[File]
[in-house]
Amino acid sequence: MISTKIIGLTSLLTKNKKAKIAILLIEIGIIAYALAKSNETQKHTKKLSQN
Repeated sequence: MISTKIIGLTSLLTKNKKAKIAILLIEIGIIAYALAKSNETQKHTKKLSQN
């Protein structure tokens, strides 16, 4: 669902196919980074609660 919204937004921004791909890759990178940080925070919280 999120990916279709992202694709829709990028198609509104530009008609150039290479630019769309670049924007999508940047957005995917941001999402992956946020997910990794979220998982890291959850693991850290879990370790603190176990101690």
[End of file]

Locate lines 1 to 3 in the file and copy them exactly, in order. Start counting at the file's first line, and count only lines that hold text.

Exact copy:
[in-house]
Amino acid sequence: MISTKIIGLTSLLTKNKKAKIAILLIEIGIIAYALAKSNETQKHTKKLSQN
Repeated sequence: MISTKIIGLTSLLTKNKKAKIAILLIEIGIIAYALAKSNETQKHTKKLSQN